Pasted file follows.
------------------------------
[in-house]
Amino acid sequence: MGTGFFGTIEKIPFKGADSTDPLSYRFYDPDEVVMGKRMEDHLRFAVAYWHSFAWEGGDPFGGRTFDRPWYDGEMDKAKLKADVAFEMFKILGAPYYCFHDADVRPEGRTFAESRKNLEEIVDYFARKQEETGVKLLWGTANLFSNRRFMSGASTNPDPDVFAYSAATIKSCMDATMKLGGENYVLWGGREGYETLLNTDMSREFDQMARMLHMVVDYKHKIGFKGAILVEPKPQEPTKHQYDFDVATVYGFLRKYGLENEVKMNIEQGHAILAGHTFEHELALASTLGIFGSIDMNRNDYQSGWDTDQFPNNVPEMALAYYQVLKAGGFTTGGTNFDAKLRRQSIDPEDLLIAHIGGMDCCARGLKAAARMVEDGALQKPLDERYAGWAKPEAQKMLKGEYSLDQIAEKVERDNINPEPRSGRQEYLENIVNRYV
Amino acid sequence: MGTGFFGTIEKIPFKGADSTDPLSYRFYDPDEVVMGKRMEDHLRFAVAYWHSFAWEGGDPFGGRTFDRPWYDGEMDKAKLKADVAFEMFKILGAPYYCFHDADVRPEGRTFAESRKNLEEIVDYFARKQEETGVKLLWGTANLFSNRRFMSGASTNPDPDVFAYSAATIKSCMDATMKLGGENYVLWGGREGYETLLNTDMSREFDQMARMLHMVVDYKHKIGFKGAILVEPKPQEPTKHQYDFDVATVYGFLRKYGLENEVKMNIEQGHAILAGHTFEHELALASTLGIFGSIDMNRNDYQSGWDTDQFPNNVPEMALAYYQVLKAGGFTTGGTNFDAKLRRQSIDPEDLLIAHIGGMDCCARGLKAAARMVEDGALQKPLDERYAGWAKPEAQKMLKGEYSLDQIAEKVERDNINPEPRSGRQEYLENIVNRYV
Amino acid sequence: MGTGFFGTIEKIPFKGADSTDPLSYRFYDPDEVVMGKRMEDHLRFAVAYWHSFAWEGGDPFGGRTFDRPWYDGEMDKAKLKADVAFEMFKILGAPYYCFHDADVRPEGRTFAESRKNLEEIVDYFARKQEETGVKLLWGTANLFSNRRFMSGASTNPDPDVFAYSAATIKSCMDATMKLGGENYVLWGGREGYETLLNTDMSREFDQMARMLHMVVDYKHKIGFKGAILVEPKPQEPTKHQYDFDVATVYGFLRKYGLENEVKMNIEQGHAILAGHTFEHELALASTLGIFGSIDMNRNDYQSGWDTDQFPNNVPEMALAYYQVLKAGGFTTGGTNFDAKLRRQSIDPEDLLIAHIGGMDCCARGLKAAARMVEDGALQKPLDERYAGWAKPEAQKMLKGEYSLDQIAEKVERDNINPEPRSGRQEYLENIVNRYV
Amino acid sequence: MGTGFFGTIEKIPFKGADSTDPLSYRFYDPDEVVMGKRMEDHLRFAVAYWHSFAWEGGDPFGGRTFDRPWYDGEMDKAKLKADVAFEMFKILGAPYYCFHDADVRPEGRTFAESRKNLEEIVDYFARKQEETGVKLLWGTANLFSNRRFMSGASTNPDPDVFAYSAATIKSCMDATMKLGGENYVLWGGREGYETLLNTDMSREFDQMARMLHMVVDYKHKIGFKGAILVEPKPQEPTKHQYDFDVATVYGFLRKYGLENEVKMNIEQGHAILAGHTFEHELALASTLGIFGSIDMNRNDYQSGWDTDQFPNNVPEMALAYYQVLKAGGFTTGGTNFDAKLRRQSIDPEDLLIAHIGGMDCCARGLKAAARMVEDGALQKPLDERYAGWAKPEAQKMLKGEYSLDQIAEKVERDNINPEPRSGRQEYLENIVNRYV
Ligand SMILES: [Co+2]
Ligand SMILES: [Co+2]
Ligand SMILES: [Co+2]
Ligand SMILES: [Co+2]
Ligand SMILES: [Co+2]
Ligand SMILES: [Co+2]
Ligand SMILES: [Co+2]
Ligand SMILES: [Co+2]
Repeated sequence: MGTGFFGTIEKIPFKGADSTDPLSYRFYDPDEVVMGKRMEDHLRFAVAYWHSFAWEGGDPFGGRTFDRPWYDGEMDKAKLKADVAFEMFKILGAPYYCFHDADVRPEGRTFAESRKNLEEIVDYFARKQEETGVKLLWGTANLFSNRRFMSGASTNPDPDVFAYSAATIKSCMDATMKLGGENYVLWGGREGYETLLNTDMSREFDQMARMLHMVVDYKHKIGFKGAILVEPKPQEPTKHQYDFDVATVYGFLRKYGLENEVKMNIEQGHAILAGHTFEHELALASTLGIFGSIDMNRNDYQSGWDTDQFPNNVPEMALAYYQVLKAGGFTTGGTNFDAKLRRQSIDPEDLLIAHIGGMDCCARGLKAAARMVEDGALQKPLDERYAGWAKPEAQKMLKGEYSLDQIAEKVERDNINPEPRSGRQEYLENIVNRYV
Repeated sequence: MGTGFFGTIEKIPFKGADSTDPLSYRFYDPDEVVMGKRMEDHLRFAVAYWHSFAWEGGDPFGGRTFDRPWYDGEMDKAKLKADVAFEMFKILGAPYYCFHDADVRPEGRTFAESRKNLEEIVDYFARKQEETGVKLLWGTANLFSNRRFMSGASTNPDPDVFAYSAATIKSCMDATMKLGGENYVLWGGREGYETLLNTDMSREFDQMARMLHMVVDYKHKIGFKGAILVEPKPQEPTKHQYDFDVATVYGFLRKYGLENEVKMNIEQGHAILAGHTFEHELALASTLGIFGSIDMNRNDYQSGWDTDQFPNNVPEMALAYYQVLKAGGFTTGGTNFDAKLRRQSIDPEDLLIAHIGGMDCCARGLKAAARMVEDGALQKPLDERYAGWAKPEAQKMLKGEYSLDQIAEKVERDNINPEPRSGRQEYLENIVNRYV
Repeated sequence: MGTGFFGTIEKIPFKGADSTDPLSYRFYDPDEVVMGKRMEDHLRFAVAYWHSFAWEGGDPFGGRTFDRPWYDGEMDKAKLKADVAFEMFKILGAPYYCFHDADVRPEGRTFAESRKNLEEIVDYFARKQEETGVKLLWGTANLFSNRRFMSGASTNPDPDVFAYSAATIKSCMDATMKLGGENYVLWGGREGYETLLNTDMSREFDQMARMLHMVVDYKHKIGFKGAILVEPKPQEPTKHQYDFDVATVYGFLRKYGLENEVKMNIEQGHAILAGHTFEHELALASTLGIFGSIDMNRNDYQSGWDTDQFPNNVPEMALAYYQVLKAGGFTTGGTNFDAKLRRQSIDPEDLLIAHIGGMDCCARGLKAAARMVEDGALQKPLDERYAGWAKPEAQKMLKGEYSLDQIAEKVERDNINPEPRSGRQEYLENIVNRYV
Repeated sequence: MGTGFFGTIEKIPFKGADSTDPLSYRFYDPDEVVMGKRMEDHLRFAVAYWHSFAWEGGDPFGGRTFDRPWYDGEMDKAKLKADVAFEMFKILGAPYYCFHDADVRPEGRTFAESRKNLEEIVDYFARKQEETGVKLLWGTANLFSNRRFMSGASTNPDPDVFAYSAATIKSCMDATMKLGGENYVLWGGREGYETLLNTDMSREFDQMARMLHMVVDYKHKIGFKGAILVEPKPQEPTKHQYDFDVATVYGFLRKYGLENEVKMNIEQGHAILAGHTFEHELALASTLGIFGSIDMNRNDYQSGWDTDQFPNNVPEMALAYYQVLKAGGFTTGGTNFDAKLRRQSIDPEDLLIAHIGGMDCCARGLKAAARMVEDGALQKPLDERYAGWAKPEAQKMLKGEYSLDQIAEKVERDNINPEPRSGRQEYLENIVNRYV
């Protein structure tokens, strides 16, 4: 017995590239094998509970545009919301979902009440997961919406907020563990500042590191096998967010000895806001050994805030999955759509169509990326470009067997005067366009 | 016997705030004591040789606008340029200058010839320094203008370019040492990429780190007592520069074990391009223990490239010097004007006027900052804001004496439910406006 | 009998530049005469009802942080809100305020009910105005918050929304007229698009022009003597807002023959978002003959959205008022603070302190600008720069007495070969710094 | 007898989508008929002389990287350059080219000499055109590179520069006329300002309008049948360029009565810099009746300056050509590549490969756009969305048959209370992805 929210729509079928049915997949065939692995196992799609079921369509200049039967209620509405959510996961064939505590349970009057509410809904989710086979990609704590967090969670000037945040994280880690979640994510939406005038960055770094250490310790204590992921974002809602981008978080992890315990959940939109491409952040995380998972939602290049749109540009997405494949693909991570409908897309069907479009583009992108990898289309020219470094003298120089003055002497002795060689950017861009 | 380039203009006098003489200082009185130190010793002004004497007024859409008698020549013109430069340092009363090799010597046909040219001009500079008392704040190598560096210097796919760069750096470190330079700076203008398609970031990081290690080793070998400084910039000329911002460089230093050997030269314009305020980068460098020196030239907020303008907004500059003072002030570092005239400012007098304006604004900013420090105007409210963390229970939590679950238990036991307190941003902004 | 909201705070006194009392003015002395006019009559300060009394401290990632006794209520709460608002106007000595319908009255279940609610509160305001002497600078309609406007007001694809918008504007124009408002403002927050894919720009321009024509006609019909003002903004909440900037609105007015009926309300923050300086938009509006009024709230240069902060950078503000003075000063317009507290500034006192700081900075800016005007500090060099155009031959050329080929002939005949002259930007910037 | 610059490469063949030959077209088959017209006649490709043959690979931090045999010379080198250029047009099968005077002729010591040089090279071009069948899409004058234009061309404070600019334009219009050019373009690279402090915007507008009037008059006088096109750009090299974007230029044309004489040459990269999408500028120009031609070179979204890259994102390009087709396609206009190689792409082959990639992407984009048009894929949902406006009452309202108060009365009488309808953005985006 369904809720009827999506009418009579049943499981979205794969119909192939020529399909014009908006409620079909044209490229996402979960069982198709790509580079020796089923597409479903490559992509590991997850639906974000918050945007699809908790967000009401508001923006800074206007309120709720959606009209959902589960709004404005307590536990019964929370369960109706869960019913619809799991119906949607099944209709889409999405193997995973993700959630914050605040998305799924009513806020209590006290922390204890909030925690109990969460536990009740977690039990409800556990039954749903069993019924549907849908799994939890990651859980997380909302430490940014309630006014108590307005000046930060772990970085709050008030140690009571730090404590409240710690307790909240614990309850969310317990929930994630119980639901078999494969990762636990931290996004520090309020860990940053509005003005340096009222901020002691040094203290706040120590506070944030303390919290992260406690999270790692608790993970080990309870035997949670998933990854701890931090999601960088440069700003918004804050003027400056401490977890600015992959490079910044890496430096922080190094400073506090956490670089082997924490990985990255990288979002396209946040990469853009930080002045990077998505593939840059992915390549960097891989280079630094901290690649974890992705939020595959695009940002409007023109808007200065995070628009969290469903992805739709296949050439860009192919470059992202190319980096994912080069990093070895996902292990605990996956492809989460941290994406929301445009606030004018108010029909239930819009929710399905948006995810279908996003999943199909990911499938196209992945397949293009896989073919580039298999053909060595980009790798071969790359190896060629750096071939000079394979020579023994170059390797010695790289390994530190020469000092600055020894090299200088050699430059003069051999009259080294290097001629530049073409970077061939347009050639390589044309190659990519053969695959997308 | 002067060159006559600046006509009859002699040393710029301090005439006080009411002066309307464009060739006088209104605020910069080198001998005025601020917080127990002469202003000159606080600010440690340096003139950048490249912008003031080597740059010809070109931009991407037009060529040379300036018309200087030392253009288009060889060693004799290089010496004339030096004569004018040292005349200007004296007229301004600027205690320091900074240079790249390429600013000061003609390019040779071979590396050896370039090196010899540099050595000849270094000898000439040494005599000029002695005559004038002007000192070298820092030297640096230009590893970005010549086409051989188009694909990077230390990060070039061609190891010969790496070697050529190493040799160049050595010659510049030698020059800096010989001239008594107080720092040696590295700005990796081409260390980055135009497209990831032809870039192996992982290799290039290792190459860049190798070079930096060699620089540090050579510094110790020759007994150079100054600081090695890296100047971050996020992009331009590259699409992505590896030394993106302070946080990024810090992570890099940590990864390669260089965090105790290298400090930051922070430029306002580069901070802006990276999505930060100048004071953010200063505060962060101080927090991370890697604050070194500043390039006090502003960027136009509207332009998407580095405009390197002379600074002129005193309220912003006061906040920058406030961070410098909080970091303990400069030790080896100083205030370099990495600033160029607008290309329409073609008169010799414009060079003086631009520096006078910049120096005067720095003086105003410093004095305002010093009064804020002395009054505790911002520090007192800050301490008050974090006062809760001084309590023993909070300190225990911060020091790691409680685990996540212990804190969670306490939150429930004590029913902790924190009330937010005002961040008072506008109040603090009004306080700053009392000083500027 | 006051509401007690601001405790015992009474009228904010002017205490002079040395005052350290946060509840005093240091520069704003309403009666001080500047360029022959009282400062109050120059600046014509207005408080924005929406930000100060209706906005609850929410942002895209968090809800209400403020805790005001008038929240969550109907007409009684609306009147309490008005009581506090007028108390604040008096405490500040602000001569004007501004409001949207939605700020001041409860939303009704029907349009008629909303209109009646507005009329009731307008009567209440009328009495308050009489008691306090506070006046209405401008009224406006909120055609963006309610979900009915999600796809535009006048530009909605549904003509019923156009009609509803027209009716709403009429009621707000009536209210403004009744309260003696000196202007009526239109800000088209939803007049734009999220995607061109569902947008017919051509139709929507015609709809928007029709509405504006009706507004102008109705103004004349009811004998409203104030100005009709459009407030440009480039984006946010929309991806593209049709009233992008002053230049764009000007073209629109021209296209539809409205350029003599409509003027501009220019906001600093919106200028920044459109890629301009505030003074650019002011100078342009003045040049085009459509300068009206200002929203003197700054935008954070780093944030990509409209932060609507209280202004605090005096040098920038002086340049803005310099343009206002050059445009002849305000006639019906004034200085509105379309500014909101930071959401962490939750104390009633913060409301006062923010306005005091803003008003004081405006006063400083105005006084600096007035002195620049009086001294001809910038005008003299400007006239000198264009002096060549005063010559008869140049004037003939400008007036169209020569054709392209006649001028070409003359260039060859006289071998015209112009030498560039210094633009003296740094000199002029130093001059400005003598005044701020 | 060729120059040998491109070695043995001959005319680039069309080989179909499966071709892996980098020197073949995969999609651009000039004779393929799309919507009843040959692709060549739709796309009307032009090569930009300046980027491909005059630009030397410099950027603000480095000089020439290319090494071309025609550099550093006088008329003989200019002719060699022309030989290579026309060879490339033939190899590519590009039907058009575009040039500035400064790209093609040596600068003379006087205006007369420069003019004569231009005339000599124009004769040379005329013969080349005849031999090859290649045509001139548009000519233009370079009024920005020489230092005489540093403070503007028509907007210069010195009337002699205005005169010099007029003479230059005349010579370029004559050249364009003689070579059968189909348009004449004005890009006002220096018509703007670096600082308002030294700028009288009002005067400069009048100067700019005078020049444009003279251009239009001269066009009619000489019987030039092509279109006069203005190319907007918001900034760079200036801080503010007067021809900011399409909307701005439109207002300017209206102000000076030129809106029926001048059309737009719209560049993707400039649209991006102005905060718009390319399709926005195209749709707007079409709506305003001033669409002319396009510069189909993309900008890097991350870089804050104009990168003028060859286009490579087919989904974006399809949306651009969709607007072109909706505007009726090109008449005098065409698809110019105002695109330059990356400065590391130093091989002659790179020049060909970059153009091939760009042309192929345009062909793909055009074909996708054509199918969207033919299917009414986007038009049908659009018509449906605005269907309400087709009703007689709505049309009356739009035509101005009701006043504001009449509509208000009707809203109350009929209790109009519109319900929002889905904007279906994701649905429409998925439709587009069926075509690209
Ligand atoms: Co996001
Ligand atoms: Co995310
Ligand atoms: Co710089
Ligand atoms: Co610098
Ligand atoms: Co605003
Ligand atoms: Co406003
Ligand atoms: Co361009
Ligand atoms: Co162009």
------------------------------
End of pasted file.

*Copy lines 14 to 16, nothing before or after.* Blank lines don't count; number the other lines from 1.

Repeated sequence: MGTGFFGTIEKIPFKGADSTDPLSYRFYDPDEVVMGKRMEDHLRFAVAYWHSFAWEGGDPFGGRTFDRPWYDGEMDKAKLKADVAFEMFKILGAPYYCFHDADVRPEGRTFAESRKNLEEIVDYFARKQEETGVKLLWGTANLFSNRRFMSGASTNPDPDVFAYSAATIKSCMDATMKLGGENYVLWGGREGYETLLNTDMSREFDQMARMLHMVVDYKHKIGFKGAILVEPKPQEPTKHQYDFDVATVYGFLRKYGLENEVKMNIEQGHAILAGHTFEHELALASTLGIFGSIDMNRNDYQSGWDTDQFPNNVPEMALAYYQVLKAGGFTTGGTNFDAKLRRQSIDPEDLLIAHIGGMDCCARGLKAAARMVEDGALQKPLDERYAGWAKPEAQKMLKGEYSLDQIAEKVERDNINPEPRSGRQEYLENIVNRYV
Repeated sequence: MGTGFFGTIEKIPFKGADSTDPLSYRFYDPDEVVMGKRMEDHLRFAVAYWHSFAWEGGDPFGGRTFDRPWYDGEMDKAKLKADVAFEMFKILGAPYYCFHDADVRPEGRTFAESRKNLEEIVDYFARKQEETGVKLLWGTANLFSNRRFMSGASTNPDPDVFAYSAATIKSCMDATMKLGGENYVLWGGREGYETLLNTDMSREFDQMARMLHMVVDYKHKIGFKGAILVEPKPQEPTKHQYDFDVATVYGFLRKYGLENEVKMNIEQGHAILAGHTFEHELALASTLGIFGSIDMNRNDYQSGWDTDQFPNNVPEMALAYYQVLKAGGFTTGGTNFDAKLRRQSIDPEDLLIAHIGGMDCCARGLKAAARMVEDGALQKPLDERYAGWAKPEAQKMLKGEYSLDQIAEKVERDNINPEPRSGRQEYLENIVNRYV
Repeated sequence: MGTGFFGTIEKIPFKGADSTDPLSYRFYDPDEVVMGKRMEDHLRFAVAYWHSFAWEGGDPFGGRTFDRPWYDGEMDKAKLKADVAFEMFKILGAPYYCFHDADVRPEGRTFAESRKNLEEIVDYFARKQEETGVKLLWGTANLFSNRRFMSGASTNPDPDVFAYSAATIKSCMDATMKLGGENYVLWGGREGYETLLNTDMSREFDQMARMLHMVVDYKHKIGFKGAILVEPKPQEPTKHQYDFDVATVYGFLRKYGLENEVKMNIEQGHAILAGHTFEHELALASTLGIFGSIDMNRNDYQSGWDTDQFPNNVPEMALAYYQVLKAGGFTTGGTNFDAKLRRQSIDPEDLLIAHIGGMDCCARGLKAAARMVEDGALQKPLDERYAGWAKPEAQKMLKGEYSLDQIAEKVERDNINPEPRSGRQEYLENIVNRYV